A little more experimentation yields the following remarkable fact: not only does our graph contain triangles, but it actually contains a large number of five-cliques! For example, if we place a knight at the center of the board and choose “every other” square from those it attacks (so, the squares and ) we have five mutually-attacking squares. This leads immediately to two possible solution methods (one found by my student K. Cordwell, the other by my friend Y. Zhang): we can either note that each knight attacks eight squares while each non-knight square may be attacked by at most two knights (since the eight squares potentially attacking the given square decompose into two copies of , and we may have at most one knight on each copy) so at most one fifth of the board may be occupied by knights, or we may note that we can cover the board by five disjoint shifts of the mentioned above and so choose at most one knight from each copy.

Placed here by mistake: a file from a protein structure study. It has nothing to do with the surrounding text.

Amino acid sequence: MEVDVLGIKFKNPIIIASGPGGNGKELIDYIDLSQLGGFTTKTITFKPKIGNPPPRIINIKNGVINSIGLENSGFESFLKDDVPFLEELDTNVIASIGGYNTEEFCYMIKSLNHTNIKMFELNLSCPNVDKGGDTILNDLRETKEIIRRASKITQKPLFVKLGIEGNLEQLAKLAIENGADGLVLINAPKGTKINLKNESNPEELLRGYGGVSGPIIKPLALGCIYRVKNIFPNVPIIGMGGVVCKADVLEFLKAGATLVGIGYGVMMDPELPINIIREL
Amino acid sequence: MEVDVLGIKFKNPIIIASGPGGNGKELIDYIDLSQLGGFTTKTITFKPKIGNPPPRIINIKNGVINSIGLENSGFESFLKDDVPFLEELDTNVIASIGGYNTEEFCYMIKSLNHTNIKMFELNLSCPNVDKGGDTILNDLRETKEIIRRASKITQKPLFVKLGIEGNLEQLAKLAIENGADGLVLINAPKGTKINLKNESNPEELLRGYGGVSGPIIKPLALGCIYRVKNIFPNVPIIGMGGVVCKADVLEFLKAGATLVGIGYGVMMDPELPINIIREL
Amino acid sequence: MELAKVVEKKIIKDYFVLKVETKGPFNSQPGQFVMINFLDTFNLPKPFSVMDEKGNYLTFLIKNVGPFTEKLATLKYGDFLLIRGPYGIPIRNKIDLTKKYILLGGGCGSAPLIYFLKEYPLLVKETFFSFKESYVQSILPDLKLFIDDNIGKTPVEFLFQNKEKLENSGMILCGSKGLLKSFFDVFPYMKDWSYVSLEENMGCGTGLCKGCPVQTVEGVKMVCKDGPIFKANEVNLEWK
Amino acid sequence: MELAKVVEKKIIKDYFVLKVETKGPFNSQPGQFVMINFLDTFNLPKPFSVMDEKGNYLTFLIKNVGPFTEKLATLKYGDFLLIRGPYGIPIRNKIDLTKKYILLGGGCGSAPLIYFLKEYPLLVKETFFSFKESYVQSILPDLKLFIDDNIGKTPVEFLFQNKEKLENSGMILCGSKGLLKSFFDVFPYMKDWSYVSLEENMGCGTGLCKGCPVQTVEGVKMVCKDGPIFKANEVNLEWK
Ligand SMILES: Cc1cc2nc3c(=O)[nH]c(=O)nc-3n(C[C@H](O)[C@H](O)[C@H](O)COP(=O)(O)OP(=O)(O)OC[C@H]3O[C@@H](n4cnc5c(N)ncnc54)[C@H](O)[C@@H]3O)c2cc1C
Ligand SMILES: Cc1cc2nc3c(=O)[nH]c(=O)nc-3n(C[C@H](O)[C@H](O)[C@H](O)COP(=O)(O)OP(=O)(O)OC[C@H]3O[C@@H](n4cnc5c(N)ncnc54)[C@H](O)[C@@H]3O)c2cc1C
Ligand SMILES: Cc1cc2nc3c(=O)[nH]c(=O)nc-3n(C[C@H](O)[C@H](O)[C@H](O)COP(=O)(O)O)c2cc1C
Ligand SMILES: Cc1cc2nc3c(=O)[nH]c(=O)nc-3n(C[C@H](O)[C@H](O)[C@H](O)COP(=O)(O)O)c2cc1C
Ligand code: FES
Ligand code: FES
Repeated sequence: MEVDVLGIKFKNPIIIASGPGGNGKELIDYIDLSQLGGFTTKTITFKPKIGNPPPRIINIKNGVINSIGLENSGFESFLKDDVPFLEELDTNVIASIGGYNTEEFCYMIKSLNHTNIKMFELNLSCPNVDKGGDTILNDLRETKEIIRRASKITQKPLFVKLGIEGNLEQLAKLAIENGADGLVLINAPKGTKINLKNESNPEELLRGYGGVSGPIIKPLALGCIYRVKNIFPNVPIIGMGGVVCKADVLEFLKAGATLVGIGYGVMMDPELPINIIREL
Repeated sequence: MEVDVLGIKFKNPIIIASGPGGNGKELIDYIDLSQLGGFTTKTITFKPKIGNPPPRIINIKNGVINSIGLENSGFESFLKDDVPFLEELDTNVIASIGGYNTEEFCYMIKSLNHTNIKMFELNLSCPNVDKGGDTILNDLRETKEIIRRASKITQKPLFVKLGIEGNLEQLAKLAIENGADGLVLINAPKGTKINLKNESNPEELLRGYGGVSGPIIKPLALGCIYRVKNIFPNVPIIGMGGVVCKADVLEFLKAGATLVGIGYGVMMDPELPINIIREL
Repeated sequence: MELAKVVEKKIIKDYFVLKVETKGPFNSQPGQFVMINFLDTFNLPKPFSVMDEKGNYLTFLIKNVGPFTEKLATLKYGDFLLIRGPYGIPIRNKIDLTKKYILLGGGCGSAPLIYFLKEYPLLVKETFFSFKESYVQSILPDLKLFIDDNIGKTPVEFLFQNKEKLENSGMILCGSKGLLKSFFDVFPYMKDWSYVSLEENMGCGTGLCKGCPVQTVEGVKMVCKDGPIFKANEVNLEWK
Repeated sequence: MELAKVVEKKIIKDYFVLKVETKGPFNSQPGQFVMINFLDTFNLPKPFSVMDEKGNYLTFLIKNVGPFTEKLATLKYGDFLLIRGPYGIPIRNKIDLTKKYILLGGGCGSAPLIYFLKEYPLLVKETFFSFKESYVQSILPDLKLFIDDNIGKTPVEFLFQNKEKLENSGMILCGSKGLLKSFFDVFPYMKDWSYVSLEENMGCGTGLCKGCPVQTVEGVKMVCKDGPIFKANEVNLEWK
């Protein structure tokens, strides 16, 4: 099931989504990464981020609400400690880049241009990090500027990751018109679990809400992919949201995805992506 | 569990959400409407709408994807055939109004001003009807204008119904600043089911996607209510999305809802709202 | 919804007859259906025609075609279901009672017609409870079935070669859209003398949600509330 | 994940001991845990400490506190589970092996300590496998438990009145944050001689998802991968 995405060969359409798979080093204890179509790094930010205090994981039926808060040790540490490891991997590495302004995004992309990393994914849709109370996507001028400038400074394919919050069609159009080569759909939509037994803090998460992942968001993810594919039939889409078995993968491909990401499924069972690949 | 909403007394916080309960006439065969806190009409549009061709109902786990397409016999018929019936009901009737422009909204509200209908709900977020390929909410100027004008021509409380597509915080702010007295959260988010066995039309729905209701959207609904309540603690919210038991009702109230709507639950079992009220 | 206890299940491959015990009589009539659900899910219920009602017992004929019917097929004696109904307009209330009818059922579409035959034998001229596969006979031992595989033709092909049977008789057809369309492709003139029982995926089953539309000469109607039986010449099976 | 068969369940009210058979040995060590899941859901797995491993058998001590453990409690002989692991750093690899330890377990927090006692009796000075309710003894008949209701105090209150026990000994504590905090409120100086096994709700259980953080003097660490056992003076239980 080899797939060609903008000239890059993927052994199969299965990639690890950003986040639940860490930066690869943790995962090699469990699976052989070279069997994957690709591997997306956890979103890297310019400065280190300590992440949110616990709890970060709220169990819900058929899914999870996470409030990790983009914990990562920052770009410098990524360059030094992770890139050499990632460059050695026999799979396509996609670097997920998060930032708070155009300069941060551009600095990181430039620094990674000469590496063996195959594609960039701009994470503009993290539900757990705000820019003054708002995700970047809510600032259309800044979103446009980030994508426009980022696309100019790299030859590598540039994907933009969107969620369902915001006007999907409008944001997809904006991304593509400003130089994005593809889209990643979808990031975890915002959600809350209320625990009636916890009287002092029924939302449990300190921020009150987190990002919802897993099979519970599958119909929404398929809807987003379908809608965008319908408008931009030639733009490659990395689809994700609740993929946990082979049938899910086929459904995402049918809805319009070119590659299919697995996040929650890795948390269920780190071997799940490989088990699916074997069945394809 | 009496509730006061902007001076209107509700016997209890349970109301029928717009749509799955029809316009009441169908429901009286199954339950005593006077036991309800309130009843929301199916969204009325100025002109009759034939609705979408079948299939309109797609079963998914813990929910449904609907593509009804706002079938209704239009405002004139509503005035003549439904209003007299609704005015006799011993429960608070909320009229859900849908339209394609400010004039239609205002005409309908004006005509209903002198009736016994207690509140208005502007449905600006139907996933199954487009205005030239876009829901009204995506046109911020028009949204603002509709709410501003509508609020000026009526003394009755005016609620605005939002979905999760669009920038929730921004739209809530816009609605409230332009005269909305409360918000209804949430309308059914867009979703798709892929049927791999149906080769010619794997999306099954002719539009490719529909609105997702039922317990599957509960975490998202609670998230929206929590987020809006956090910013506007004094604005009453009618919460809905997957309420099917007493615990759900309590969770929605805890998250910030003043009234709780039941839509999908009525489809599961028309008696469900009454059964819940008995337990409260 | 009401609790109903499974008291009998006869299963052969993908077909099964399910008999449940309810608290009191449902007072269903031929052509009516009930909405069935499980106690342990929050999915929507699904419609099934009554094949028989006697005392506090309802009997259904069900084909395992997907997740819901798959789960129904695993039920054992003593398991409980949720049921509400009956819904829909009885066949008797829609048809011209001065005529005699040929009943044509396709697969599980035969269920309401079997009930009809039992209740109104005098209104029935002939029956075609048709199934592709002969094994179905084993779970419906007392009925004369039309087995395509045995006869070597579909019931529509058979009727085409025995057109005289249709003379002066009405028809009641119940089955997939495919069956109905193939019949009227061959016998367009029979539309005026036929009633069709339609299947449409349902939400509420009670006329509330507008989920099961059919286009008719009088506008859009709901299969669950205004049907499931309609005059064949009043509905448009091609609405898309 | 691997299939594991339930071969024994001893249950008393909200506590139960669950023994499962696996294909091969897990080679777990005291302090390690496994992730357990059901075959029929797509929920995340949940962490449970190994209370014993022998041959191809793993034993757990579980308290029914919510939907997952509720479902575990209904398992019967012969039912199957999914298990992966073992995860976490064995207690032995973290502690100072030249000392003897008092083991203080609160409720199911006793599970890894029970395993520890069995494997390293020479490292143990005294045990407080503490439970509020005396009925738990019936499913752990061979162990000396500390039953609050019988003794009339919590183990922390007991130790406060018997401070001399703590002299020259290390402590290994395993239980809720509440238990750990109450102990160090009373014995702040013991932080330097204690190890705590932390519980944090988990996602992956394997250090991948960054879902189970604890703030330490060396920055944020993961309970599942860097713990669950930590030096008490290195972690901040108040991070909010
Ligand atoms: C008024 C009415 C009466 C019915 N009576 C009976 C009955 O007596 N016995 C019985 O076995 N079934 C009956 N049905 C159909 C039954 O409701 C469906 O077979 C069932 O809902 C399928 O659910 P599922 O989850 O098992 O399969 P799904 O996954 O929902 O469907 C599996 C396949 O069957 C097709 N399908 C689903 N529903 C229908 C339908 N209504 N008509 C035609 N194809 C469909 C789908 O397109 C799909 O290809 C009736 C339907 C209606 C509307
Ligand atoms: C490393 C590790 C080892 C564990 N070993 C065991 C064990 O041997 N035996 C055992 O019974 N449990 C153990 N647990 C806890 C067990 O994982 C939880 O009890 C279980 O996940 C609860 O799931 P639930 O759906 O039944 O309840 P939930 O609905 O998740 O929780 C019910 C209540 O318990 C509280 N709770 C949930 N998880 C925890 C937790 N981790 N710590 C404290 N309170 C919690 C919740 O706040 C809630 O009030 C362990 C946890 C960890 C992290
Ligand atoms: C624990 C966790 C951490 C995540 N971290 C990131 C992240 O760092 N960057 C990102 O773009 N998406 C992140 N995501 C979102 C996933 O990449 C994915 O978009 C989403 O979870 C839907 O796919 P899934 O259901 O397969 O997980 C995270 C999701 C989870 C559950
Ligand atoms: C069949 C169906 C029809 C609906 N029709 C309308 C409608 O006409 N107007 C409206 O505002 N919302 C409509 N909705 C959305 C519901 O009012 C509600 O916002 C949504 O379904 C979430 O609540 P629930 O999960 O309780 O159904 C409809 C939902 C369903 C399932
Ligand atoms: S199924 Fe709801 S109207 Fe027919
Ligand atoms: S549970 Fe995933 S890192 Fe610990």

For those who are interested in this sort of thing, Noam Elkies and Richard Stanley have a nice paper titled The Mathematical Knight (.pdf) that’s worth a read. Also, there’s John J. Watkins’ extremely readable Across the Board (the first chapter is available free there) which is, I guess, a textbook for a course on graph theory viewed completely through the lens of chess problems. Also, I gather that some people actually enjoying playing chess, rather than solving math problems motivated by it. This website proposes a starting position to play toroidal chess on a conventional board.

[fn1] This statement is slightly misleading: while a regular chessboard isn’t Hamiltonian (here’s a more transparent way to prove it: consider the squares (1, 1), (2, 3), (3, 2) and (4, 4)), the torus chessboard actually is Hamiltonian.